Overall the purpose of the training was to increase unit cohesion and camaraderie.

 “It’s good to get everyone out here and build teamwork, motivate each other and work together vice Marines just doing their own thing.” said Lt. Col. Eddy Hansen, 11th MEU executive officer. “We were originally supposed to just do the obstacle course, but it was good on the ops section to throw in some combat fitness training in as well.  It’s motivating because just three days ago we were on a hike, not getting some more training in with boots and utes.  It doesn’t get much better than this.”

 The 11th MEU will continue to get stronger and stronger as a command element, so that when they composite and grow to more than 2,200 Marines, they can lead their subordinate elements flawlessly. 

Marine Corps News

Colonel Thomas M. Siverts
Commanding Officer

Colonel Tom Siverts is a native of Pittsburgh, Pennsylvania. He enlisted in the Marine Corps in August 1989. He achieved a commission as a Second Lieutenant through the Marine Corps Enlisted Commissioning Education Program following his graduation from the University of Virginia in May 1999. Colonel Siverts has deployed in support of Operations DESERT SHIELD, DESERT STORM, IRAQI FREEDOM, and ENDURING FREEDOM. His other operational deployments include serving with Battalion Landing Team (BLT) 2/8, 24th Marine Expeditionary Unit (MEU); BLT 3/8, 22d MEU; BLT 2/8, 26th MEU, and Task Force 61/2.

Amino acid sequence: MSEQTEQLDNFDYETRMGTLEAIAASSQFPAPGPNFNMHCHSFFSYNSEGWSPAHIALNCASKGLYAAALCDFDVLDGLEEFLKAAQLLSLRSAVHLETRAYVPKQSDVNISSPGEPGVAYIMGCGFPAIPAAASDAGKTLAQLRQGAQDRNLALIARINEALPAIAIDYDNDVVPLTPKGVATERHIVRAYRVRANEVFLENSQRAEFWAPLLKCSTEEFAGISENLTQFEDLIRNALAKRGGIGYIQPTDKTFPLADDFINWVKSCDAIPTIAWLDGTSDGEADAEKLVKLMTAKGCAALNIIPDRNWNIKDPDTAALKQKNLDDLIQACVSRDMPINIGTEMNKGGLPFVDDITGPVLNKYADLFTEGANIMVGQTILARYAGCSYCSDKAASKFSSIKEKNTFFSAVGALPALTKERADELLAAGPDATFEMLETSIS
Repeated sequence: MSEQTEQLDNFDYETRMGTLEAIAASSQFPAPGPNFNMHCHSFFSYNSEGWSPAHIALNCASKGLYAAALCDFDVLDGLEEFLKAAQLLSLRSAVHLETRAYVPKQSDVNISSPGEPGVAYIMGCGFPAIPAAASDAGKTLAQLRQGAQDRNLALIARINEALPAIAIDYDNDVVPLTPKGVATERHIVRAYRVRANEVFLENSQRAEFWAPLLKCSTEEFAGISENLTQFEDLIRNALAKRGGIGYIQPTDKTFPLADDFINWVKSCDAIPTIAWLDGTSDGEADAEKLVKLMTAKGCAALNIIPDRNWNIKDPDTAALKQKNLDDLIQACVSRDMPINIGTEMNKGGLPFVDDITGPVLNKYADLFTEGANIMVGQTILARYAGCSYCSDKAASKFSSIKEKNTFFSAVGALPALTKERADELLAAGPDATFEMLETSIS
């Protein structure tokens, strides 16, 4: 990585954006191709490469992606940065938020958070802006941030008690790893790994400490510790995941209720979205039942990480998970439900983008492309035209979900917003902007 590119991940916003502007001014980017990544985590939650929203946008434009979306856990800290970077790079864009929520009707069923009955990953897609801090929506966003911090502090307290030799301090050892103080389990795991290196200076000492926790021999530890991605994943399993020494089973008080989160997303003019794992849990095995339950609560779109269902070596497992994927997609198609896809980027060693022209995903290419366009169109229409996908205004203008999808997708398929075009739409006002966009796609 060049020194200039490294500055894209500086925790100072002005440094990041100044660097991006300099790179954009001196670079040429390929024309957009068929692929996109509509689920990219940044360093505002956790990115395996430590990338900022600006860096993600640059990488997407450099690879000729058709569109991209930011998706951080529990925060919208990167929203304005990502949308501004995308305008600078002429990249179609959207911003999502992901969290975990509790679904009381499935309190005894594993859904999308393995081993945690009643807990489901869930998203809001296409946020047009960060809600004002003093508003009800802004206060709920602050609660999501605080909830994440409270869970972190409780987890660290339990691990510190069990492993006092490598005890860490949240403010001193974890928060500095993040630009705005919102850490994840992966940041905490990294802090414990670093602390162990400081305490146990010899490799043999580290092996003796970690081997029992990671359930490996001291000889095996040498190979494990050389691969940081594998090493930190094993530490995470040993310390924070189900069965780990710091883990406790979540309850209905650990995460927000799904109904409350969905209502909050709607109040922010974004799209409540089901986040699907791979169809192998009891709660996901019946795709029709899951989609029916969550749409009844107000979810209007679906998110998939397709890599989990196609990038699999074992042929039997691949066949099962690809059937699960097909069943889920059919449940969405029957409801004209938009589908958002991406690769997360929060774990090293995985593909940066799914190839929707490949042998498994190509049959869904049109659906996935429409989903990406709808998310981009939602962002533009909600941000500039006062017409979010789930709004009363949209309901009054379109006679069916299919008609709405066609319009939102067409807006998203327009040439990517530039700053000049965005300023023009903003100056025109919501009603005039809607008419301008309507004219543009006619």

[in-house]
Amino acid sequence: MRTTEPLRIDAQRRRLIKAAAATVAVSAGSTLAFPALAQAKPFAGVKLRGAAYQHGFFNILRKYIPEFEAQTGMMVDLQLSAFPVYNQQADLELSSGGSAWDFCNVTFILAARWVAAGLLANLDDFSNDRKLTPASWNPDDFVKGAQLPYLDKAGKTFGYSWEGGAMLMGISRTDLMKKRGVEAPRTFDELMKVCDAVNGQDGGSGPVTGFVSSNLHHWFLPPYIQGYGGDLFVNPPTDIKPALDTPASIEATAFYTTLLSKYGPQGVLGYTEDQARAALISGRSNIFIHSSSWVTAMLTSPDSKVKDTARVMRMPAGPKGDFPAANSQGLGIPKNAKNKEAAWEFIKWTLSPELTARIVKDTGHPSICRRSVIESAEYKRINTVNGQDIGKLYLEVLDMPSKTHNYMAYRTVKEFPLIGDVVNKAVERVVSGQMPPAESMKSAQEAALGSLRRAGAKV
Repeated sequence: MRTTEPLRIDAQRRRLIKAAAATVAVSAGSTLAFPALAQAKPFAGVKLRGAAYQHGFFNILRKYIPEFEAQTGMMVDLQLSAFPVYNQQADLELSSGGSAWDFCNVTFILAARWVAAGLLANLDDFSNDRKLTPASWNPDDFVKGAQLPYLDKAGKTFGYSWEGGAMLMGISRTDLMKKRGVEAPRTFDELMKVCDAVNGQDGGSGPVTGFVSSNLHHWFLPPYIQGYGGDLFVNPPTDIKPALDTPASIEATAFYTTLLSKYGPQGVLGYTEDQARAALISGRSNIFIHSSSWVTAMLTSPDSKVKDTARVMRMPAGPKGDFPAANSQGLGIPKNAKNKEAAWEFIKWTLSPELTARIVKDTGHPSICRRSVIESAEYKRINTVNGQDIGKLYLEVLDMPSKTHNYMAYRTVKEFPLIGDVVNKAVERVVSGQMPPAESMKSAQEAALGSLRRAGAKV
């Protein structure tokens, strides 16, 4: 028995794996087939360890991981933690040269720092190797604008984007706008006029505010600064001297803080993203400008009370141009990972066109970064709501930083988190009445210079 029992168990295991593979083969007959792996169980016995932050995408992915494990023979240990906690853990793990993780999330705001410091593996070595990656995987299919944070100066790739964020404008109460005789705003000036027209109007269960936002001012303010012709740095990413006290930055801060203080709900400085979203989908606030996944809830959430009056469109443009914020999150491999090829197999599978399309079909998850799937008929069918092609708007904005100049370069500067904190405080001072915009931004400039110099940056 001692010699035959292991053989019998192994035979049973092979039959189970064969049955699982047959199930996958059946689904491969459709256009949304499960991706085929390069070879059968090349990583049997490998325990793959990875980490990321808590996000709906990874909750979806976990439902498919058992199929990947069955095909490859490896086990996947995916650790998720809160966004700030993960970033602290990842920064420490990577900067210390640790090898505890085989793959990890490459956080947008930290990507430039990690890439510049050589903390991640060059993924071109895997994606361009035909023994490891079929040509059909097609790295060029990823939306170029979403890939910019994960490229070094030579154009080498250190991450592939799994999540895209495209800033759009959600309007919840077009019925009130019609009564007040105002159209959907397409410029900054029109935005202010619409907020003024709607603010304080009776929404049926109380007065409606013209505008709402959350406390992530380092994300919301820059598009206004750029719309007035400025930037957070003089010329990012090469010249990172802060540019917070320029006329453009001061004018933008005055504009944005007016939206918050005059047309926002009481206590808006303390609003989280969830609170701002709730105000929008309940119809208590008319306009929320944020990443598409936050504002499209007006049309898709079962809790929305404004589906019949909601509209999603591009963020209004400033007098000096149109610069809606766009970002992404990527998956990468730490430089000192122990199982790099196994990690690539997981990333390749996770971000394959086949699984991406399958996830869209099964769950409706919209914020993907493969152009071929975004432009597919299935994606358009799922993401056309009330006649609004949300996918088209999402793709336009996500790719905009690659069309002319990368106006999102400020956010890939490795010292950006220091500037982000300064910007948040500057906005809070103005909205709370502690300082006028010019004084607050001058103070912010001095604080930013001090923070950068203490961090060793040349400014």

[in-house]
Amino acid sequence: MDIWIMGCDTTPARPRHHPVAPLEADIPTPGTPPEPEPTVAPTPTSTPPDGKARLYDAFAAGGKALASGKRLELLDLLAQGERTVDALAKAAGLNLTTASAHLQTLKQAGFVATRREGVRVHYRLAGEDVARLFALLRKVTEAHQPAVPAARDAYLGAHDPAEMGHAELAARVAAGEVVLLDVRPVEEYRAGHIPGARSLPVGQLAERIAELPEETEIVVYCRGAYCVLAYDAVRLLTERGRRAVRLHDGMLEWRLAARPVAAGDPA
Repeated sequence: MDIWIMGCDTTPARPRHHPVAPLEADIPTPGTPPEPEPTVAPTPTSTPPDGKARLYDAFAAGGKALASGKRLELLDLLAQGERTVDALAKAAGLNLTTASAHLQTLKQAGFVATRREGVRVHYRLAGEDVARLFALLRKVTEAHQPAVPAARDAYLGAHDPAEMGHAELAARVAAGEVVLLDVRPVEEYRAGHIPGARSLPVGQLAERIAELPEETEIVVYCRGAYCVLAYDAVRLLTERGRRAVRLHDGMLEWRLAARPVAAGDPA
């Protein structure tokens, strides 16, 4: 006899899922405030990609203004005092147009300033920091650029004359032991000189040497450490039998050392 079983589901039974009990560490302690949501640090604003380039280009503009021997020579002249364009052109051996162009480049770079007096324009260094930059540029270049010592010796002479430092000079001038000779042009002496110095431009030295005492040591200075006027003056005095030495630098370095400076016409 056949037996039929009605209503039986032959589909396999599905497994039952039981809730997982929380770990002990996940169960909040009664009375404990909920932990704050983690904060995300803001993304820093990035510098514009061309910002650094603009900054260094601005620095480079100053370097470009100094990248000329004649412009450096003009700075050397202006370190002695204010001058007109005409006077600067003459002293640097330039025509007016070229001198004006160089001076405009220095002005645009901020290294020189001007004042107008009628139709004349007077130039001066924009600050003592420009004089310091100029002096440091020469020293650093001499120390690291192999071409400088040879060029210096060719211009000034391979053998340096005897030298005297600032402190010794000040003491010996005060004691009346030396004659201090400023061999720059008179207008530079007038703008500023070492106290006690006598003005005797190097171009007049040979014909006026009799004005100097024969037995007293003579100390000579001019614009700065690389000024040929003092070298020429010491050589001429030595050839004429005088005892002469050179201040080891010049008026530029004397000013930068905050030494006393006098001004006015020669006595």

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Lieutenant Col. Steven M. Sprigg
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LtCol Sprigg was born in Parkersburg, WV. LtCol Sprigg enlisted in the United States Marine Corps in September 2004 and recruit training at Marine Corps Recruit Depot, Parris Island, SC. LtCol Sprigg was selected for the Enlisted Commissioning Program and commissioned as a Second Lieutenant in March 2008. He was designated a Naval Aviator in February 2011 and reported to HMLAT-303 for training as an AH-1W pilot. LtCol Sprigg is currently serving as the Executive Officer for the 11th Marine Expeditionary Unit in Camp Pendleton, California.

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Sergeant Major Travis L. DeBarr
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Sergeant Major DeBarr enlisted in the Marine Corps and reported to MCRD San Diego, CA, for recruit training in October 1994.Staff Sergeant DeBarr completed two combat tours in support of Operation Iraqi Freedom from September 2005 to April 2006 and again form March 2007 to September 2007. While serving with 3rd Battalion, 9th Marines, First Sergeant DeBarr completed one combat deployment in support of Operation Enduring Freedom to Helmand Province, Afghanistan, from October 2012 to May 2013. Sergeant Major DeBarr currently serves as the Sergeant Major for the 11th Marine Expeditionary Unit.

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11th Marine Expeditionary Unit